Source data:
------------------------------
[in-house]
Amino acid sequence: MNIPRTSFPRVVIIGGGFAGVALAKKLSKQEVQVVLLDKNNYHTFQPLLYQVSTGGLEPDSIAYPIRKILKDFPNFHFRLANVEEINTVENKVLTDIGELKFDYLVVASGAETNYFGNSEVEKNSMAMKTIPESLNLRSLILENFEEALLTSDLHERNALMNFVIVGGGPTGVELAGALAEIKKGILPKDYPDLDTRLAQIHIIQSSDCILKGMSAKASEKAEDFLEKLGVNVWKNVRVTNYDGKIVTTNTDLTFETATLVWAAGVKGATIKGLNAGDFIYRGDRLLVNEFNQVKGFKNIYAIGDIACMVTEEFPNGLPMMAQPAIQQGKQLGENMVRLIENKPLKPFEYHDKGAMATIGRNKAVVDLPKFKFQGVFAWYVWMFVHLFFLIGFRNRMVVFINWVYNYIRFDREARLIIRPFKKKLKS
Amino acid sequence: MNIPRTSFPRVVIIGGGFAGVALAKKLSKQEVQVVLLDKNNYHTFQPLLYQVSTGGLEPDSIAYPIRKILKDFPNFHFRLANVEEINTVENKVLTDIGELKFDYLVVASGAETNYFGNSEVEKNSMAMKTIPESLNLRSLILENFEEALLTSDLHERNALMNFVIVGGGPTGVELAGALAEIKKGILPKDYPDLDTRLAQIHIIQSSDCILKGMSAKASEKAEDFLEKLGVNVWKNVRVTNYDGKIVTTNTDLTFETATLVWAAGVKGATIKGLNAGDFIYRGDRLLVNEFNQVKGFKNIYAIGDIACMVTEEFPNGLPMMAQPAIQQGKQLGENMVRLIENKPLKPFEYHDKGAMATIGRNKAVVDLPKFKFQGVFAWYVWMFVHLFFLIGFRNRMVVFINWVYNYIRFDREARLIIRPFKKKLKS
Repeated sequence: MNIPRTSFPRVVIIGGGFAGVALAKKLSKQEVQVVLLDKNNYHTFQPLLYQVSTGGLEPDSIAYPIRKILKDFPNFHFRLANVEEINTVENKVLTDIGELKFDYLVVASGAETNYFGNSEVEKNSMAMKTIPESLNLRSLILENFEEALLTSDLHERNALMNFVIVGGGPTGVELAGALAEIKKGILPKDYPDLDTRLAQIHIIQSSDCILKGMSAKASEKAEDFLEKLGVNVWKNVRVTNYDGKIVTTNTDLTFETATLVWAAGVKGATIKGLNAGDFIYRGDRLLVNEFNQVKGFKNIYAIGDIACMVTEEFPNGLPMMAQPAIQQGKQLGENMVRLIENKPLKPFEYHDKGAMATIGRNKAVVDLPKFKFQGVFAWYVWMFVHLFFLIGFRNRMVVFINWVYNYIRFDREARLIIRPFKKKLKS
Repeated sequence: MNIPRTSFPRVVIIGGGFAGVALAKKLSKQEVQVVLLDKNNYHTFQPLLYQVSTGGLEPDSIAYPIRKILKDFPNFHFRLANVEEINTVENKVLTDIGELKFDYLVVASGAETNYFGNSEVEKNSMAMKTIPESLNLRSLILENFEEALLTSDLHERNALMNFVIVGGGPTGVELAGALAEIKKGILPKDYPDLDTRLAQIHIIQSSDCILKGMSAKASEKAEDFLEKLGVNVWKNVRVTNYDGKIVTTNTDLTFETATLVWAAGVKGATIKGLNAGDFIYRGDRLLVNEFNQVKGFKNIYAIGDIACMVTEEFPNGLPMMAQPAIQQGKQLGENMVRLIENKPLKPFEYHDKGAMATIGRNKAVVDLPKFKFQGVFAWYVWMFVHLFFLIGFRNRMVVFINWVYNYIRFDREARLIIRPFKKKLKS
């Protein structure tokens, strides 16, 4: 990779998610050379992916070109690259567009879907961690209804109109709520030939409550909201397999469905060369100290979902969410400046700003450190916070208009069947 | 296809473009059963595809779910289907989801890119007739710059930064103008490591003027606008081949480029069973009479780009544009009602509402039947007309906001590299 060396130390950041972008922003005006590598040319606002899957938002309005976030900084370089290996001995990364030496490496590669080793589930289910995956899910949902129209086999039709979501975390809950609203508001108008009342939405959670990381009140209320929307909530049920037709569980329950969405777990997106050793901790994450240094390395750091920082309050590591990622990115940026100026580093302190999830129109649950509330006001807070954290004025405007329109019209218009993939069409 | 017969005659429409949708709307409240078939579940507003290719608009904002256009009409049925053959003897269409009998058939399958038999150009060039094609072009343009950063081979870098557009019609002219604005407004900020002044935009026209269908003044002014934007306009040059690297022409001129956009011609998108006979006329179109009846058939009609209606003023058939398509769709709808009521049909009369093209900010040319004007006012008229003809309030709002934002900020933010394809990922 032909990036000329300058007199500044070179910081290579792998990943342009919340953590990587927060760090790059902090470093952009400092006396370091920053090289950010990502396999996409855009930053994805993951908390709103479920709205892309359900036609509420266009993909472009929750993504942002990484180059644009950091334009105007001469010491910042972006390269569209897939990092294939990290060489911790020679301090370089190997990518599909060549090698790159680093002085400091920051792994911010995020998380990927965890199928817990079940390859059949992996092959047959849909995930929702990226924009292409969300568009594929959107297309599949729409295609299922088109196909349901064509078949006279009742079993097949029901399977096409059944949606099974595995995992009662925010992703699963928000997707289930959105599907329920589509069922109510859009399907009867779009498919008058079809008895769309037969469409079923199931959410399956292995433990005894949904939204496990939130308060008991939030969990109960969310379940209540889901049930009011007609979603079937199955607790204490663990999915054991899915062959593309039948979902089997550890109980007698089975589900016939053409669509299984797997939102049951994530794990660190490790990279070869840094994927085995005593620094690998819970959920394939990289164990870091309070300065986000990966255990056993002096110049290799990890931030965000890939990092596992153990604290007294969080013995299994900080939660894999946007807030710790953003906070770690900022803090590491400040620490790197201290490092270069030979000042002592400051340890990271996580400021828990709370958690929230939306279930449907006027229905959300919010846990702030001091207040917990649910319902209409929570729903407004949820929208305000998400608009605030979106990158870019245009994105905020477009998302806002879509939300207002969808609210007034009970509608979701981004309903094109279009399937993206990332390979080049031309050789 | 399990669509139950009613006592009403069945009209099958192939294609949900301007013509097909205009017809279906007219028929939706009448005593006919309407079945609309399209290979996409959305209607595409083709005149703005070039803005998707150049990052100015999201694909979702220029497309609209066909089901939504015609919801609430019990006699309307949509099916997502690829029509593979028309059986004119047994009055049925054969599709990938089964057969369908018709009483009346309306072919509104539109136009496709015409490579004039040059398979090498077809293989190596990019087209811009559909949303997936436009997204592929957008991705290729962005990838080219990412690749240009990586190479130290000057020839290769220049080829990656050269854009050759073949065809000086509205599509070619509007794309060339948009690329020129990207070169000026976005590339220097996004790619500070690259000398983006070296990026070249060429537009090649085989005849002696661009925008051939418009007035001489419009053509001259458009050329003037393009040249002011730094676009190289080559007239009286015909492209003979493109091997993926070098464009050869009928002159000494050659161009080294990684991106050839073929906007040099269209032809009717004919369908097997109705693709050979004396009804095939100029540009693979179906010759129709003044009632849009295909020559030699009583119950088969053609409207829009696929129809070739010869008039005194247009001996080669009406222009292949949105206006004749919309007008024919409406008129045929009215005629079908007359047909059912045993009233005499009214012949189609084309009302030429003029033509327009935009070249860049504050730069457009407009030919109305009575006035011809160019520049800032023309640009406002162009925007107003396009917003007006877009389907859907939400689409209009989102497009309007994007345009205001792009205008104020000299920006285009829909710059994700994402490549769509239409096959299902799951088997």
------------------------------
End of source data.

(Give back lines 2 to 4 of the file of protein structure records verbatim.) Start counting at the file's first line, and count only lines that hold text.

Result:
Amino acid sequence: MNIPRTSFPRVVIIGGGFAGVALAKKLSKQEVQVVLLDKNNYHTFQPLLYQVSTGGLEPDSIAYPIRKILKDFPNFHFRLANVEEINTVENKVLTDIGELKFDYLVVASGAETNYFGNSEVEKNSMAMKTIPESLNLRSLILENFEEALLTSDLHERNALMNFVIVGGGPTGVELAGALAEIKKGILPKDYPDLDTRLAQIHIIQSSDCILKGMSAKASEKAEDFLEKLGVNVWKNVRVTNYDGKIVTTNTDLTFETATLVWAAGVKGATIKGLNAGDFIYRGDRLLVNEFNQVKGFKNIYAIGDIACMVTEEFPNGLPMMAQPAIQQGKQLGENMVRLIENKPLKPFEYHDKGAMATIGRNKAVVDLPKFKFQGVFAWYVWMFVHLFFLIGFRNRMVVFINWVYNYIRFDREARLIIRPFKKKLKS
Amino acid sequence: MNIPRTSFPRVVIIGGGFAGVALAKKLSKQEVQVVLLDKNNYHTFQPLLYQVSTGGLEPDSIAYPIRKILKDFPNFHFRLANVEEINTVENKVLTDIGELKFDYLVVASGAETNYFGNSEVEKNSMAMKTIPESLNLRSLILENFEEALLTSDLHERNALMNFVIVGGGPTGVELAGALAEIKKGILPKDYPDLDTRLAQIHIIQSSDCILKGMSAKASEKAEDFLEKLGVNVWKNVRVTNYDGKIVTTNTDLTFETATLVWAAGVKGATIKGLNAGDFIYRGDRLLVNEFNQVKGFKNIYAIGDIACMVTEEFPNGLPMMAQPAIQQGKQLGENMVRLIENKPLKPFEYHDKGAMATIGRNKAVVDLPKFKFQGVFAWYVWMFVHLFFLIGFRNRMVVFINWVYNYIRFDREARLIIRPFKKKLKS
Repeated sequence: MNIPRTSFPRVVIIGGGFAGVALAKKLSKQEVQVVLLDKNNYHTFQPLLYQVSTGGLEPDSIAYPIRKILKDFPNFHFRLANVEEINTVENKVLTDIGELKFDYLVVASGAETNYFGNSEVEKNSMAMKTIPESLNLRSLILENFEEALLTSDLHERNALMNFVIVGGGPTGVELAGALAEIKKGILPKDYPDLDTRLAQIHIIQSSDCILKGMSAKASEKAEDFLEKLGVNVWKNVRVTNYDGKIVTTNTDLTFETATLVWAAGVKGATIKGLNAGDFIYRGDRLLVNEFNQVKGFKNIYAIGDIACMVTEEFPNGLPMMAQPAIQQGKQLGENMVRLIENKPLKPFEYHDKGAMATIGRNKAVVDLPKFKFQGVFAWYVWMFVHLFFLIGFRNRMVVFINWVYNYIRFDREARLIIRPFKKKLKS